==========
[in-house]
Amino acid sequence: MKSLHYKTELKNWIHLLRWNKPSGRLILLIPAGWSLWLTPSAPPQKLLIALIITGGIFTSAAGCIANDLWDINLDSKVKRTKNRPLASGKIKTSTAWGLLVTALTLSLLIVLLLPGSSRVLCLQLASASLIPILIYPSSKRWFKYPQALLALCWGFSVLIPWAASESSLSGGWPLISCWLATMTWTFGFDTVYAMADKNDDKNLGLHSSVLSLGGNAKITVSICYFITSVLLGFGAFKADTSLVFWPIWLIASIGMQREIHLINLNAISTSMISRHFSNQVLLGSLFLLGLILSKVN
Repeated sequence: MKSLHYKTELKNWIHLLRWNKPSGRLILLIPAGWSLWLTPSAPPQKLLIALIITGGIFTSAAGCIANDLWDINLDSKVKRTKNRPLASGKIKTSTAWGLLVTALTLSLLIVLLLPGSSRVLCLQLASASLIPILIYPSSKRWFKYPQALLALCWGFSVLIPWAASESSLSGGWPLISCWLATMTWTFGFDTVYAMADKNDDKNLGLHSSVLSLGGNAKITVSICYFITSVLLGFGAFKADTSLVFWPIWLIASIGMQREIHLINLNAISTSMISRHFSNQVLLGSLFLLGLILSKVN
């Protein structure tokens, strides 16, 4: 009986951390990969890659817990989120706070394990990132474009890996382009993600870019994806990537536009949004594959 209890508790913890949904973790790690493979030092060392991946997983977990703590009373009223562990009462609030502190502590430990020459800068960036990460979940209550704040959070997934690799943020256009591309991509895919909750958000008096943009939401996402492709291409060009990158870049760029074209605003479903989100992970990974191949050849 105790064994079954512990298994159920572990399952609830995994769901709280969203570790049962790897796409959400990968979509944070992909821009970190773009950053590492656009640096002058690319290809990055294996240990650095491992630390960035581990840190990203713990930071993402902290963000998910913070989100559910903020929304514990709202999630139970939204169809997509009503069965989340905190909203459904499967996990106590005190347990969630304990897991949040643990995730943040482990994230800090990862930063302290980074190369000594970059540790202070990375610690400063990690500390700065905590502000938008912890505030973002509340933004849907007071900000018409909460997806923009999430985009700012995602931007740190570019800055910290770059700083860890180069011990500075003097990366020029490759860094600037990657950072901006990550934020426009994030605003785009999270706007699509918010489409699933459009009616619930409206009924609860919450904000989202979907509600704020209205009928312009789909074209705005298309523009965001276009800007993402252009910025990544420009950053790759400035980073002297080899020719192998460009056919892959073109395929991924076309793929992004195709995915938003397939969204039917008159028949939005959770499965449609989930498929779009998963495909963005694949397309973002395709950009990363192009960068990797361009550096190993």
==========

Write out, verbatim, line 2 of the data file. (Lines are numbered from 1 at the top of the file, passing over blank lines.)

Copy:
Amino acid sequence: MKSLHYKTELKNWIHLLRWNKPSGRLILLIPAGWSLWLTPSAPPQKLLIALIITGGIFTSAAGCIANDLWDINLDSKVKRTKNRPLASGKIKTSTAWGLLVTALTLSLLIVLLLPGSSRVLCLQLASASLIPILIYPSSKRWFKYPQALLALCWGFSVLIPWAASESSLSGGWPLISCWLATMTWTFGFDTVYAMADKNDDKNLGLHSSVLSLGGNAKITVSICYFITSVLLGFGAFKADTSLVFWPIWLIASIGMQREIHLINLNAISTSMISRHFSNQVLLGSLFLLGLILSKVN